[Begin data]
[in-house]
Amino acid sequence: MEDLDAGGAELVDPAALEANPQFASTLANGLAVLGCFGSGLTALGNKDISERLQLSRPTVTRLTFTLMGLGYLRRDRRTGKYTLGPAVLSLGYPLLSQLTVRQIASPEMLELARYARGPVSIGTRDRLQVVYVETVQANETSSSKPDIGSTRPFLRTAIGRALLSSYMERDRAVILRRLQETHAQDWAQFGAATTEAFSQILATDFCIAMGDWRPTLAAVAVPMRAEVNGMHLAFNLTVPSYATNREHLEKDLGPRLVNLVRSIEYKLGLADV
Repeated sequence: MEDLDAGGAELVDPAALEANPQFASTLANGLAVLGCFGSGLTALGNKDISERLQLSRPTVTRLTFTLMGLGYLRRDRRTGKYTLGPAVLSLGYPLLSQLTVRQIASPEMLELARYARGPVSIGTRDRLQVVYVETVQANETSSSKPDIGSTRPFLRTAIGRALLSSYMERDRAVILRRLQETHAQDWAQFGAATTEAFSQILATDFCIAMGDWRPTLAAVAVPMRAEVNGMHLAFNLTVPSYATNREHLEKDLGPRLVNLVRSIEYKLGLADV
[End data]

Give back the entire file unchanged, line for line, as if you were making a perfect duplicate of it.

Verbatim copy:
[in-house]
Amino acid sequence: MEDLDAGGAELVDPAALEANPQFASTLANGLAVLGCFGSGLTALGNKDISERLQLSRPTVTRLTFTLMGLGYLRRDRRTGKYTLGPAVLSLGYPLLSQLTVRQIASPEMLELARYARGPVSIGTRDRLQVVYVETVQANETSSSKPDIGSTRPFLRTAIGRALLSSYMERDRAVILRRLQETHAQDWAQFGAATTEAFSQILATDFCIAMGDWRPTLAAVAVPMRAEVNGMHLAFNLTVPSYATNREHLEKDLGPRLVNLVRSIEYKLGLADV
Repeated sequence: MEDLDAGGAELVDPAALEANPQFASTLANGLAVLGCFGSGLTALGNKDISERLQLSRPTVTRLTFTLMGLGYLRRDRRTGKYTLGPAVLSLGYPLLSQLTVRQIASPEMLELARYARGPVSIGTRDRLQVVYVETVQANETSSSKPDIGSTRPFLRTAIGRALLSSYMERDRAVILRRLQETHAQDWAQFGAATTEAFSQILATDFCIAMGDWRPTLAAVAVPMRAEVNGMHLAFNLTVPSYATNREHLEKDLGPRLVNLVRSIEYKLGLADV